Juicy chunks of sugar pumpkin are simmered in tomato sauce with spices, then served over basmati rice with cashew cream to make this Afghan-inspired pumpkin stew!
Things have changed quite a bit since I went vegetarian back in the early nineties. I was thirteen years old and living in suburban southeastern Pennsylvania at the time. There was a health food store a few miles away, which I found a little intimidating at the time, and maybe a few Chinese buffets nearby where I could get some rice and vegetables (no tofu to be found). So I basically subsisted on mostly salad and bagels until early adulthood. Early adulthood would be when I moved to Philadelphia, and this was about when I discovered that other cultures weren't quite as meat-centric in their eating habits as us Americans. I had so much fun. It became almost a hobby to pop into restaurants offering different global cuisines just to see what they had to offer. Most of the time I was rewarded with ample plant-based choices. (Asian, African, Mediterranean.) Other times, not so much luck. (Eastern Europe didn't have much for me.) In any event, it was always an adventure!
One particular stretch offered lots of global options, all lined up in a nice little array spanning several blocks in center city. I tried them out one by one. When I got to the Afghan place, I had absolutely no idea what to expect, but as it turned out, they had tons of delicious sounding vegetarian options. In the spirit of exploration, I ordered a pumpkin stew, which I thought seemed a little odd (and therefore intriguing) as a dinner choice. It was amazing. Sweet, savory and just a little spicy. I still make it back to that place every so often for the pumpkin (kaddo borani, or something like that, if you're ever searching for it on a menu).
I guess I liked my Afghan pumpkin so much that it put a damper on the whole exploration thing, because I've been unable to order any other dishes in that restaurant. I later discovered that pumpkin stew is a pretty popular dish in Afghanistan, and have ordered it the few other Afghan restaurants I've had the chance to try out.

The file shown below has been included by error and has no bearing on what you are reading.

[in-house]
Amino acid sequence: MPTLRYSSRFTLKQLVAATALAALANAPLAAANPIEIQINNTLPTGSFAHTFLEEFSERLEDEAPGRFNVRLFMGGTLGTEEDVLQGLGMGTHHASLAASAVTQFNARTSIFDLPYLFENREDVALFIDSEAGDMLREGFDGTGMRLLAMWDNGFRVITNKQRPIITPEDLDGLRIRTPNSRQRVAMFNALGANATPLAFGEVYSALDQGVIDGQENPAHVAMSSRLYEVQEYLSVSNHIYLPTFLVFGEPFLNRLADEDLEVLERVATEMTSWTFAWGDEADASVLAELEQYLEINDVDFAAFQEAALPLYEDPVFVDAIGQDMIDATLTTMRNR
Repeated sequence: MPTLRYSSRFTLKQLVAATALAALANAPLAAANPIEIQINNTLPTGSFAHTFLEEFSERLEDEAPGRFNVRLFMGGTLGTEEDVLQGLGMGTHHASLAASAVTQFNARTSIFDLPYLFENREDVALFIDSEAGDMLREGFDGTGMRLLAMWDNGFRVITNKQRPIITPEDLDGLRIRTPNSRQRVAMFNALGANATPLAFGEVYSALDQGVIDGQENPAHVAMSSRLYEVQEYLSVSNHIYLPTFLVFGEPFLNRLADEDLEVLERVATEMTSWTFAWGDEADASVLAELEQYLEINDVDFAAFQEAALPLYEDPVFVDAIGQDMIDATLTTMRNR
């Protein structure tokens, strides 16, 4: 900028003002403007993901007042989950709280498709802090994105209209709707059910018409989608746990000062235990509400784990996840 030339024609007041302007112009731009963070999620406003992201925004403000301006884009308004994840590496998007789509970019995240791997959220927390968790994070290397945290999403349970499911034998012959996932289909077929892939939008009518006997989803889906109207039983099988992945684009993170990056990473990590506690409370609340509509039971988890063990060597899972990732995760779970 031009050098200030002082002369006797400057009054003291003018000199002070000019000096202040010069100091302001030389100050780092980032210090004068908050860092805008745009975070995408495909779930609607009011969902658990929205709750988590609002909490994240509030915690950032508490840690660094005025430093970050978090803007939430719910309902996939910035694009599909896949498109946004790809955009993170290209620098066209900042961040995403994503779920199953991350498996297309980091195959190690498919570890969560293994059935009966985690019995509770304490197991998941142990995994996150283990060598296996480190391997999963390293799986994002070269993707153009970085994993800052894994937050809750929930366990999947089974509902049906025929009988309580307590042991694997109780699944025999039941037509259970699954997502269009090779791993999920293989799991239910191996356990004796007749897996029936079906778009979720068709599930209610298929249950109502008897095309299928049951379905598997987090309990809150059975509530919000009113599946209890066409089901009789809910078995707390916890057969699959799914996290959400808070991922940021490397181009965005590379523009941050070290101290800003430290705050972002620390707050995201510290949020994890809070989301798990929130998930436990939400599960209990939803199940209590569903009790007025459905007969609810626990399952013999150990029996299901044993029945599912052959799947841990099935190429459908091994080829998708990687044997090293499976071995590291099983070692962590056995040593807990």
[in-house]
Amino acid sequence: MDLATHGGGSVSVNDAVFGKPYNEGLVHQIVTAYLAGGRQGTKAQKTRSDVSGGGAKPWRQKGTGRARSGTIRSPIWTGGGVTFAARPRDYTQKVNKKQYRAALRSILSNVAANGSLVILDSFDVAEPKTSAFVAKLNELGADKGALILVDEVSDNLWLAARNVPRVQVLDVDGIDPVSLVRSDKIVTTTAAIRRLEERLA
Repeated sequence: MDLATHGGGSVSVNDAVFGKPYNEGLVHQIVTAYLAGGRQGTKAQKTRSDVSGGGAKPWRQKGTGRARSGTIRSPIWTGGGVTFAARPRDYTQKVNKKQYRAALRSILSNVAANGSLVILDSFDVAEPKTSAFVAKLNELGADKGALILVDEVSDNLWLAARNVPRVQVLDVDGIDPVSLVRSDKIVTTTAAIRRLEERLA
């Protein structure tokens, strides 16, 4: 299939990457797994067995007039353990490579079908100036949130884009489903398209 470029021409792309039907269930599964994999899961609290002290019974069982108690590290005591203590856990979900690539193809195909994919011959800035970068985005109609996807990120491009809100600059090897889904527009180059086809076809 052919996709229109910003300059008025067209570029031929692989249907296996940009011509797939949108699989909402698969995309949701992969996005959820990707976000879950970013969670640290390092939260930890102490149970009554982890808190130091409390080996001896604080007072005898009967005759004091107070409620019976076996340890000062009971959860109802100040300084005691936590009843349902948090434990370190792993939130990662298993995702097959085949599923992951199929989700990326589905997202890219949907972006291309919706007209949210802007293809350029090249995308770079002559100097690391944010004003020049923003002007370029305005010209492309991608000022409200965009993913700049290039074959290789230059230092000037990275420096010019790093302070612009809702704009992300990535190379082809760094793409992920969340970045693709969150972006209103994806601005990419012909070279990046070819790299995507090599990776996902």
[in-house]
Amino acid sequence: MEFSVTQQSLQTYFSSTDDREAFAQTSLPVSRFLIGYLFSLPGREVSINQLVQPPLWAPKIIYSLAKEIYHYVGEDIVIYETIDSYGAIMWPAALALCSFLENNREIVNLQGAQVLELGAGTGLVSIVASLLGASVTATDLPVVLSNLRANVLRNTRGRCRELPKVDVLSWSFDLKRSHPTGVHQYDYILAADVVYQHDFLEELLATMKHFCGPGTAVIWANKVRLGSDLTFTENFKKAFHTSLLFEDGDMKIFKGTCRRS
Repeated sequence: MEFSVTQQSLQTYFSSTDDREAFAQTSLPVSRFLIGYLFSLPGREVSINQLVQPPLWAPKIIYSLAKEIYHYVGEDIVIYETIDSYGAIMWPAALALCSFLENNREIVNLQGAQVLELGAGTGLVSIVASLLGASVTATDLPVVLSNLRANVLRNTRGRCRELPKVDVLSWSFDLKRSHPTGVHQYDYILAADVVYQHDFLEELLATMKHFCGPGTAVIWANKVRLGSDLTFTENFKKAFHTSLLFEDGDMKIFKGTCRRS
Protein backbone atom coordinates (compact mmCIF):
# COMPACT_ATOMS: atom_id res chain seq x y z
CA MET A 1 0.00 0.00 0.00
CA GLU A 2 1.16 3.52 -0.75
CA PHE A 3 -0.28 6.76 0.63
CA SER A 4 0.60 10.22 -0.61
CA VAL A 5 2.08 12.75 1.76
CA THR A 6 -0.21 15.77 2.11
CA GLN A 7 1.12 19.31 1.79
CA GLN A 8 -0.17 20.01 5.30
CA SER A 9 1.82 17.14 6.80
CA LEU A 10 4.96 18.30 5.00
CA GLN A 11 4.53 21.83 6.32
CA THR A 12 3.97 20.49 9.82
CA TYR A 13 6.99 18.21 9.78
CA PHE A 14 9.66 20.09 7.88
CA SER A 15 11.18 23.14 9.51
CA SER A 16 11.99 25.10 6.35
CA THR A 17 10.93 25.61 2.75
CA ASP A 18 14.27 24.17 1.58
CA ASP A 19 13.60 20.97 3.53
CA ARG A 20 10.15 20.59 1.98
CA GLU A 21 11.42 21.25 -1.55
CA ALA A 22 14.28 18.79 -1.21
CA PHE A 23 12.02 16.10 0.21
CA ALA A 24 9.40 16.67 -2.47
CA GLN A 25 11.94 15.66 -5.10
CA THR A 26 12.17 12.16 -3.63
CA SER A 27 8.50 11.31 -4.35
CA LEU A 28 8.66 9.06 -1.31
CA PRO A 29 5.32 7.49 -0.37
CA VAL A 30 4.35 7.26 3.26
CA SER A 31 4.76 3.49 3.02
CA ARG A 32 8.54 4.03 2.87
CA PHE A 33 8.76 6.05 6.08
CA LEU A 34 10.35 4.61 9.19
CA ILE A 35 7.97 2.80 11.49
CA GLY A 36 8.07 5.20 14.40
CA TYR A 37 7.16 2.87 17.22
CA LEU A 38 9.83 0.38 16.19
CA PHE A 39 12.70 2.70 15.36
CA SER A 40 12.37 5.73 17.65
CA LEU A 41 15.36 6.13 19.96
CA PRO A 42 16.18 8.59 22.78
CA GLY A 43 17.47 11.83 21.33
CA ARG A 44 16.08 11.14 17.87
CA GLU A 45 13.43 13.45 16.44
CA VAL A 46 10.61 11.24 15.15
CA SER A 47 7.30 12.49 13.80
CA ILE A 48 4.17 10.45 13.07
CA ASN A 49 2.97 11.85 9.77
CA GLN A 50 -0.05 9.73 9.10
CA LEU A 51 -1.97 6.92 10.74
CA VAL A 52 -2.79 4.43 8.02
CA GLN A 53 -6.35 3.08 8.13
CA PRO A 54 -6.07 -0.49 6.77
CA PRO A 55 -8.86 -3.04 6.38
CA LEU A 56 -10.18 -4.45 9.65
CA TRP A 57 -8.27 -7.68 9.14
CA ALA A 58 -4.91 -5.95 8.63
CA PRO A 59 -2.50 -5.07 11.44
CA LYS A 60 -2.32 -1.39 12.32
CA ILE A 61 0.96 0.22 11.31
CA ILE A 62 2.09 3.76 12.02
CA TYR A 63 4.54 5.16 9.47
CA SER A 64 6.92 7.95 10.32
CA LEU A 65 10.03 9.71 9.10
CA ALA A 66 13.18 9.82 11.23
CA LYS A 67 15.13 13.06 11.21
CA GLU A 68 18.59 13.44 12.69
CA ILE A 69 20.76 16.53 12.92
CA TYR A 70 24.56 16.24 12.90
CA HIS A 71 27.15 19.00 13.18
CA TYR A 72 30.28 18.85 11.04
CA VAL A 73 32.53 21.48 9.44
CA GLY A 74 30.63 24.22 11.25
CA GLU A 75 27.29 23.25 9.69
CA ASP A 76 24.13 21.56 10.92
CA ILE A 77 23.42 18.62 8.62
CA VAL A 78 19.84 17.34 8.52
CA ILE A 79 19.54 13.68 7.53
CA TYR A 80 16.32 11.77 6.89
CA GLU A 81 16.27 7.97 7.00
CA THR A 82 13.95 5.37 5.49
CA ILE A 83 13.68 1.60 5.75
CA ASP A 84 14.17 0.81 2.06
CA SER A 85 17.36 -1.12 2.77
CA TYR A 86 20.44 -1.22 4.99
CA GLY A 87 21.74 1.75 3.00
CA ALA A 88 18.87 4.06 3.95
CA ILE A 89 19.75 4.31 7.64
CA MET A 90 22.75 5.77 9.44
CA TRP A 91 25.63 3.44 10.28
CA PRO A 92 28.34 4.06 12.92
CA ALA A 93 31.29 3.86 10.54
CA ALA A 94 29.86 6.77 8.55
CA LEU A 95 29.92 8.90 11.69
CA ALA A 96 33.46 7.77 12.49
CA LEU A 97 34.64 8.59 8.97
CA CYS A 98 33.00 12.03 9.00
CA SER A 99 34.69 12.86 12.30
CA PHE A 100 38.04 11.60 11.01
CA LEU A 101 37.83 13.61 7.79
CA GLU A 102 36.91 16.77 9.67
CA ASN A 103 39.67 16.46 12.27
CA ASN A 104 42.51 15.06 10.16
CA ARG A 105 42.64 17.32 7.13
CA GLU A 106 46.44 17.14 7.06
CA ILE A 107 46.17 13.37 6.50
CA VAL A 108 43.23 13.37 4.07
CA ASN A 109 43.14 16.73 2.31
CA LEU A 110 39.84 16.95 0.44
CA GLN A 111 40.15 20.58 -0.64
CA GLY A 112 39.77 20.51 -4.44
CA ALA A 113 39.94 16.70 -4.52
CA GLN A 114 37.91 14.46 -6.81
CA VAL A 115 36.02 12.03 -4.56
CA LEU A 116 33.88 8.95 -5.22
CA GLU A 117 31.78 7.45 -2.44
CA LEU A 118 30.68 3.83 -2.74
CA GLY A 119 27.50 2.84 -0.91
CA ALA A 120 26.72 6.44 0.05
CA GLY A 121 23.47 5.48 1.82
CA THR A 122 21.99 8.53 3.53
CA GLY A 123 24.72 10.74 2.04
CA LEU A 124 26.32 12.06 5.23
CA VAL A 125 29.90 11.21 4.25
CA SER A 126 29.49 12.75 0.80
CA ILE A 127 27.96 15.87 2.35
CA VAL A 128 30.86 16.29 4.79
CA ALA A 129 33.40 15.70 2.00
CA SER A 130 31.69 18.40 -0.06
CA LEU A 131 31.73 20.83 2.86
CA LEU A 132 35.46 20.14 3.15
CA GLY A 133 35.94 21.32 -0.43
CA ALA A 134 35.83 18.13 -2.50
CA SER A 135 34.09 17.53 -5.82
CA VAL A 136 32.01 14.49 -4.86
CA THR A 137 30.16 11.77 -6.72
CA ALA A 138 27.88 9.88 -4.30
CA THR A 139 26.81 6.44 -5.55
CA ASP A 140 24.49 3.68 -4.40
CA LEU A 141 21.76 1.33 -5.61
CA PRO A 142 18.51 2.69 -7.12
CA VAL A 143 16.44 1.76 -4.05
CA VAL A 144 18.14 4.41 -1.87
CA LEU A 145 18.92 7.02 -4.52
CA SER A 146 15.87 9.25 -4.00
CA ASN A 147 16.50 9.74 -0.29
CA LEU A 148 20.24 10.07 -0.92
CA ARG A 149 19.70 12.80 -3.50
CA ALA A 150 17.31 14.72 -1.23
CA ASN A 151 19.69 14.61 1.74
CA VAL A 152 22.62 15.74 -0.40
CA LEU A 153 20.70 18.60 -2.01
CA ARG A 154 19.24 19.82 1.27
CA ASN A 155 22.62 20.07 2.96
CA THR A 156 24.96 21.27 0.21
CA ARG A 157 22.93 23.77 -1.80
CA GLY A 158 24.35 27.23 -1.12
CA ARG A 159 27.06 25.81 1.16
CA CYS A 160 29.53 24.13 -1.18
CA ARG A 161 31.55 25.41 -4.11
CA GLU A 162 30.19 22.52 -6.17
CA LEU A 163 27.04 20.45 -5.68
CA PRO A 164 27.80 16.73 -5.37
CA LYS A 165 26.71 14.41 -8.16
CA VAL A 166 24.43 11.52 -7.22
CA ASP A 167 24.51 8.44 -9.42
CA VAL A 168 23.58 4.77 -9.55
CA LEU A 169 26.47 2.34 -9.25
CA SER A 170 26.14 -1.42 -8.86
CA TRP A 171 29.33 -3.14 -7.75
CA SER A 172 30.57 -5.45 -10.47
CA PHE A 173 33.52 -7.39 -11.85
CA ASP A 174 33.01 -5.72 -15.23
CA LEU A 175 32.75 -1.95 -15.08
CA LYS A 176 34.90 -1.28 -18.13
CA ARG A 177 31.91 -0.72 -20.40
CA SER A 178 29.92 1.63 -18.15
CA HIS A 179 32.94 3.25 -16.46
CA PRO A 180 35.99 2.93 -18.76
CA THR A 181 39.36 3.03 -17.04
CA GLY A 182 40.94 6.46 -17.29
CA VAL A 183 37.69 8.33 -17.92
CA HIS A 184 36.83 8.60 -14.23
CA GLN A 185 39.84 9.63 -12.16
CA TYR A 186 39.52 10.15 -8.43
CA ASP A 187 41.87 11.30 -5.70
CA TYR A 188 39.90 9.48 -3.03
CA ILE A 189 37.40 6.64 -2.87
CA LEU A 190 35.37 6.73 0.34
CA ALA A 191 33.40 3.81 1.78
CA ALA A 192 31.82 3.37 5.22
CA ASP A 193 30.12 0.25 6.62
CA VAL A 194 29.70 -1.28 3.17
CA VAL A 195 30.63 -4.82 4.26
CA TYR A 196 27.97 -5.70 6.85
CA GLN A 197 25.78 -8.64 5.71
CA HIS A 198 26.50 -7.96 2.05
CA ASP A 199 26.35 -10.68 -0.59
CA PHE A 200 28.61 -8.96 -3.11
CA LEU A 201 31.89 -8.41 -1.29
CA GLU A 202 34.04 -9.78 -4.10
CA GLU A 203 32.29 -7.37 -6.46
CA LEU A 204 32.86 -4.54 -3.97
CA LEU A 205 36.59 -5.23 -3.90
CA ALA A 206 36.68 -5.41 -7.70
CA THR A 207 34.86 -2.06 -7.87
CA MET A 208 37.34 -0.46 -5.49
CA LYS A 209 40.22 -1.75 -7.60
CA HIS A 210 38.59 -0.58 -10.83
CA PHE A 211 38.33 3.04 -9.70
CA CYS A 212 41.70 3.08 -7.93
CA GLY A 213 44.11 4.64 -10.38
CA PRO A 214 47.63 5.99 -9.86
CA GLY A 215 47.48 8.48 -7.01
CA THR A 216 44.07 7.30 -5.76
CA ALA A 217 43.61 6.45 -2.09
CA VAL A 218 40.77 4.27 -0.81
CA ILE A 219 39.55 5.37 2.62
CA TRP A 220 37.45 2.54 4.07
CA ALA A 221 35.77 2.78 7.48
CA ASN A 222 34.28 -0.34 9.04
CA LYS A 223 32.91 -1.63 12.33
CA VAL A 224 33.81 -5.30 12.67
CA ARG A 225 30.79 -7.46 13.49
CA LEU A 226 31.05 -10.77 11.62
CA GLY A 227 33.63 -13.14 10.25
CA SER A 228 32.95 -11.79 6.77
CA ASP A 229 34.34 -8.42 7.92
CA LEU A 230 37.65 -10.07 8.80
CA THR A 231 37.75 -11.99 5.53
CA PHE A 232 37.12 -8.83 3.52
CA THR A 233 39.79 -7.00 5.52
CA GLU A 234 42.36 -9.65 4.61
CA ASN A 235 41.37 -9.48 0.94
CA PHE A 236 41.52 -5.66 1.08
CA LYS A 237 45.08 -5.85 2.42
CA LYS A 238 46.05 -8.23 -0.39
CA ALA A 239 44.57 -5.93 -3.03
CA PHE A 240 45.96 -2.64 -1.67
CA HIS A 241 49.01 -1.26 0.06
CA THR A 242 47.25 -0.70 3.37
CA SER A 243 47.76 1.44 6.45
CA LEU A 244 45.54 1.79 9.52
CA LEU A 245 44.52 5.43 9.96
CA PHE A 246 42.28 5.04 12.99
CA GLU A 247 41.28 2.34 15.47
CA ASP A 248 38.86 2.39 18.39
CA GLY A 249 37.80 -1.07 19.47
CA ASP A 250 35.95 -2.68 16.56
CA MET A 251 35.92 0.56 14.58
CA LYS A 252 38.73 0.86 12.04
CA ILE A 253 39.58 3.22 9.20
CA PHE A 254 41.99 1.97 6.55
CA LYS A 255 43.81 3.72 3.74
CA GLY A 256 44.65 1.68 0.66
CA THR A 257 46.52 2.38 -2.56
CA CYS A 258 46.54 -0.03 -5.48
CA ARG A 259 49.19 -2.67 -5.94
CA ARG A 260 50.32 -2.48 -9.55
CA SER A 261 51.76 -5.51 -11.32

I finally got around to creating my own vegan version of Afghan pumpkin. Trader Joe's had these adorable little sugar pumpkins that I just couldn't resist. I flavored the dish according to what spices I thought I could taste in the restaurant version, so I'm not sure as to the authenticity, but I can promise that it's delicious. If you want to give this a try when pumpkin isn't in season, you should be okay subbing butternut squash.
This post first published on Connoisseurus Veg on October 14, 2013.
Spiced Afghan Pumpkin Stew
- 2 small or 1 large approx. 4 pounds total weight sugar pumpkin (could sub butternut squash)
- 2 tbsp. vegetable or olive oil
- 1 medium onion diced
- 4 garlic cloves minced
- 1 tbsp. grated fresh ginger
- 2 tsp. ground cumin
- 1 tsp. ground cinnamon
- ½ tsp. turmeric
- 1 tsp. chili paste or harissa adjust to heat preference
- ¼ tsp. salt or to taste
- 1 tbsp. raw sugar or granulated sugar of choice
- 1 to 2 cups vegetable broth
- ¼ cup tomato paste
- cooked basmati rice for serving
- cashew cream for serving (optional)
- fresh cilantro for serving
Peel and seed pumpkin. The best way to go about this is to cut it into a few large chunks, scrape out the seeds and pulp, then go at the outside with a peeler or sharp knife. Cut the flesh into ½ to 1 inch cubes. Set aside.
Heat oil over medium heat in large skillet. Add onion and sauté for about five minutes, or until onion begins to soften.
Add garlic, ginger, cumin, cinnamon and turmeric, and continue to sauté until fragrant, about one minute.
Add chili paste, salt, sugar, broth, tomato paste and pumpkin. Bring to simmer.
Cover and simmer for 15 to 20 minutes, or until pumpkin is very tender, adding additional broth (up to 1 cup) if the mixture becomes too thick. Taste test and adjust seasonings as needed.
Divide onto places with basmati rice. Top with cashew cream and cilantro.
I remade this recipe three years after originally posting, in order to reshoot the photos, and I felt like the spices were a bit off, so they've been updated in the ingredients list. If you made the original version and loved it, it called for 1 tablespoon turmeric, 1 teaspoon cumin and ½ teaspoon cinnamon.
Nutrition information does not include accompaniments.